Dramatic Play

Dramatic play helps build creativity. Read about how to support kids in playing pretend.

It’s possible to play without any toys at all! Children usually begin dramatic or fantasy play around age two. They may pretend that a block building is their house, or that the kitchen is their restaurant. Dramatic play helps kids exercise their imaginations and work on their creativity. Role play (pretending to be a doctor, teacher, mom, dad, and so on) can also help kids learn about the purpose and jobs of people in their neighborhood and life.

As kids get a little older (ages four to six), they may begin to play pretend with their siblings or peers. Switching roles and coming up with stories together will help build language skills, as well as skills for sharing, taking turns, and cooperating.

Here are a few pretend scenes to play out:

  • Camping. Make a “tent” using a blanket and chairs, and say, “Let’s pretend to roast marshmallows!” Afterwards, you might pretend you’re getting into sleeping bags in the tent.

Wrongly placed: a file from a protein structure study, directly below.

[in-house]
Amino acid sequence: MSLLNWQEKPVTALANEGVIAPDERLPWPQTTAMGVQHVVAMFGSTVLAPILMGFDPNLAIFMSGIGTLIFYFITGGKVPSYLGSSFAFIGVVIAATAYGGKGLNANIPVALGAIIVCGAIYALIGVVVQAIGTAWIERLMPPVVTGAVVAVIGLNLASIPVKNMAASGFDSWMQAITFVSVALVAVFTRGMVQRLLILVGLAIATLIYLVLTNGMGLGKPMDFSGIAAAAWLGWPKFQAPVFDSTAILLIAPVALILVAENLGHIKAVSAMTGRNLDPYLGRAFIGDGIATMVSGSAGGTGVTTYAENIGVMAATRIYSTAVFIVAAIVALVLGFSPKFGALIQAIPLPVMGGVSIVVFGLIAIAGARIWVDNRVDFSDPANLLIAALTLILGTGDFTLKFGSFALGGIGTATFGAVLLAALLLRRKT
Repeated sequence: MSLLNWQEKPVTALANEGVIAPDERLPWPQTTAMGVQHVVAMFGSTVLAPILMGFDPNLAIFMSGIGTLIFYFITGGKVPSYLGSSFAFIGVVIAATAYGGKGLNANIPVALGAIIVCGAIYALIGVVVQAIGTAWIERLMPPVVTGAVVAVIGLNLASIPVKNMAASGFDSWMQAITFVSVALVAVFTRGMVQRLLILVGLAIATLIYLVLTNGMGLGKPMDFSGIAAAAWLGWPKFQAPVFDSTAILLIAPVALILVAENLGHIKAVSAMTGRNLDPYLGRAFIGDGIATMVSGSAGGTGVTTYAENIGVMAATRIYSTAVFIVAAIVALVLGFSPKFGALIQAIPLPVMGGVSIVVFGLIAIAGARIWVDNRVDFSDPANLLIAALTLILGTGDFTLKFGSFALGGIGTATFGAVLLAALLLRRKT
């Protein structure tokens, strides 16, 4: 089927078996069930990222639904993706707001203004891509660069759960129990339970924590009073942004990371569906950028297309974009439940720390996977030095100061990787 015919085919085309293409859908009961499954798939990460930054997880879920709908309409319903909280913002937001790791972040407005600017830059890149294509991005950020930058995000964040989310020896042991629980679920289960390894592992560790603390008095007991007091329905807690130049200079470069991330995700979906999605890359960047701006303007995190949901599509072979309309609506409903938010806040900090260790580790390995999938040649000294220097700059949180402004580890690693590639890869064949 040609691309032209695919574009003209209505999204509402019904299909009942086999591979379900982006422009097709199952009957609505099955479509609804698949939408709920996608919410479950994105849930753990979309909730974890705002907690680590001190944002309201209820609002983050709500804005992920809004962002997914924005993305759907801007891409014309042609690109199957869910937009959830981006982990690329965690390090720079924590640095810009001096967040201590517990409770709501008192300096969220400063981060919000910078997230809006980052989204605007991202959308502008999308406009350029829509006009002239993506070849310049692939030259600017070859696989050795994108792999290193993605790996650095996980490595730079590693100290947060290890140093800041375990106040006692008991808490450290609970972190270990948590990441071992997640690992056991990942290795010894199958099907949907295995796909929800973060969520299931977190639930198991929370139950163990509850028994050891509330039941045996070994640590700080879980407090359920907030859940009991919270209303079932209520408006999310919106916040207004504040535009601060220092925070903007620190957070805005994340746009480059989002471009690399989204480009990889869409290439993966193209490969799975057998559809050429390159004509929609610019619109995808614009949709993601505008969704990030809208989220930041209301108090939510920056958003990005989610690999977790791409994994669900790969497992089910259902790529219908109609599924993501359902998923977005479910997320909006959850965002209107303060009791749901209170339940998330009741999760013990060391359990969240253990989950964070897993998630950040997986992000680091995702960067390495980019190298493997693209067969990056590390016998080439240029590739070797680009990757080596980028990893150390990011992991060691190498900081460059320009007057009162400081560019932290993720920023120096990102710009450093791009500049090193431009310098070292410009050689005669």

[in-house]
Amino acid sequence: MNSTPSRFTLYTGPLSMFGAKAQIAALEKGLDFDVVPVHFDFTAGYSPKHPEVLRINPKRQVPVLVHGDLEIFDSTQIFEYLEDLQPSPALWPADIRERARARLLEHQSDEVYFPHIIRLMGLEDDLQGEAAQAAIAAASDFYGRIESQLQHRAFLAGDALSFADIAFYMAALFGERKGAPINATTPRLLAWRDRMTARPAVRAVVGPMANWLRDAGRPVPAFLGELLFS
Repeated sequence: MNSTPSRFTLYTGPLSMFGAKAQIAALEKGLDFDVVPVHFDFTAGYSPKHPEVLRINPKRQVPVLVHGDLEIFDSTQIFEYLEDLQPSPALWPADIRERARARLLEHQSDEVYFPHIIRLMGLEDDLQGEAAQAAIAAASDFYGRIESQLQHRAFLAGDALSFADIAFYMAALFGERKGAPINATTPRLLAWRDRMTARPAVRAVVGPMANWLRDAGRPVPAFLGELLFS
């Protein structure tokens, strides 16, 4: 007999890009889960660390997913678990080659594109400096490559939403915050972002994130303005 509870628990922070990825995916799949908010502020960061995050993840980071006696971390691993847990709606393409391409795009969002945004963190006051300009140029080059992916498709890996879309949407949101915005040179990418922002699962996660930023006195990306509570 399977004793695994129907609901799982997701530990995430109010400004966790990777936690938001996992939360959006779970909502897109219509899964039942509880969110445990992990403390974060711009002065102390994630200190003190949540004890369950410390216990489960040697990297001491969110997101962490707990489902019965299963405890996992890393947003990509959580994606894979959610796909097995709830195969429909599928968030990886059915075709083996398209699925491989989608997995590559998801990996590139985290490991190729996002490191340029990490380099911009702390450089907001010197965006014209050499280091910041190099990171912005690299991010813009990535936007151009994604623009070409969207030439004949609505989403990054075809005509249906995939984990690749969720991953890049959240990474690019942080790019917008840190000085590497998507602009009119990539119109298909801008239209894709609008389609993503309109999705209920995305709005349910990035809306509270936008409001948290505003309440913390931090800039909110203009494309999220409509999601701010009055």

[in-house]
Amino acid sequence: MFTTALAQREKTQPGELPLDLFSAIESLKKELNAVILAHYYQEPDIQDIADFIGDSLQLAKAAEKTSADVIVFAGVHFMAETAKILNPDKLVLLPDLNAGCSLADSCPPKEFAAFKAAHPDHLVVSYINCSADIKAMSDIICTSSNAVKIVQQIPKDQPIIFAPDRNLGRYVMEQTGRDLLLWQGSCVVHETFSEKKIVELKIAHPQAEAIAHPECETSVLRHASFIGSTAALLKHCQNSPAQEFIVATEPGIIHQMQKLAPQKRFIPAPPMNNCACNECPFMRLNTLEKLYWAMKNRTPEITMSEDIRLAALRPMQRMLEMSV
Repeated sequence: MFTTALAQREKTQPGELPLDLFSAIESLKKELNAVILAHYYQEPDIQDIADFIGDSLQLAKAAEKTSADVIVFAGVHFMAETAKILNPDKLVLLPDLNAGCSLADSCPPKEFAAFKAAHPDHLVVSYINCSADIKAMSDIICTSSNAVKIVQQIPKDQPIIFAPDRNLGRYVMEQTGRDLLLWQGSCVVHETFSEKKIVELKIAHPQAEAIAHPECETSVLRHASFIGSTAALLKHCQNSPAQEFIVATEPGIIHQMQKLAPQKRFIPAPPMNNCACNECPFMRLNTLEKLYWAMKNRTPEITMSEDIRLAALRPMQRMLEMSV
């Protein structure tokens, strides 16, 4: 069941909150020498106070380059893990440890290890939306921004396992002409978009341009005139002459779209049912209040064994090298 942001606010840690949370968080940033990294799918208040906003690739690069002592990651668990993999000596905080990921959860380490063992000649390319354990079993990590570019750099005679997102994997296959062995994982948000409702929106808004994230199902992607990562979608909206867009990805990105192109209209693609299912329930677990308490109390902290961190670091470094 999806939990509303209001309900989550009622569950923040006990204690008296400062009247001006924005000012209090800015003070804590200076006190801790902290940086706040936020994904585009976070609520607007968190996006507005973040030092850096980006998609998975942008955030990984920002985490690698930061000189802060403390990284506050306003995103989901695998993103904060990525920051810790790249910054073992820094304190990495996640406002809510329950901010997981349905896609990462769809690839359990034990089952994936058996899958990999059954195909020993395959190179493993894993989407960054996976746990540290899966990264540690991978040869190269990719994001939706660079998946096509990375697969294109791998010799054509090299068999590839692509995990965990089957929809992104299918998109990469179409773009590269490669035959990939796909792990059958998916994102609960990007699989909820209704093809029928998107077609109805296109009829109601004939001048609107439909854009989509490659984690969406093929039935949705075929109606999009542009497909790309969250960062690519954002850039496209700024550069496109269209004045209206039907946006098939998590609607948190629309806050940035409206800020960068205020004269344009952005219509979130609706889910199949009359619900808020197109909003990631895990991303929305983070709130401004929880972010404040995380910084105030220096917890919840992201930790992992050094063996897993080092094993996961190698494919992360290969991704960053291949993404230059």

• Outer Space. Take turns flying a space ship and walking on the moon. Ask kids to look out the window of their spaceship. Say, “What do you see in the sky?”
  • Restaurant. Work on memory skills as you take each other’s orders, and brainstorm delicious creations to cook. Ask kids, “What ingredients do we need? What tools can we use to cook?” Pretend to use pots, pans, and kitchen tools to create a special meal together.
  • Garden. Talk about the fruits and vegetables you want to plant. Then, pretend to dig up soil, sprinkle seeds, cover them, and water them. How tall do your plants grow?
  • Bath time. Pretend to wash a doll or stuffed animal. Label the body parts you’re washing and then dry off and dress the doll. Ask kids what else they might do to take care of a baby, and act it out!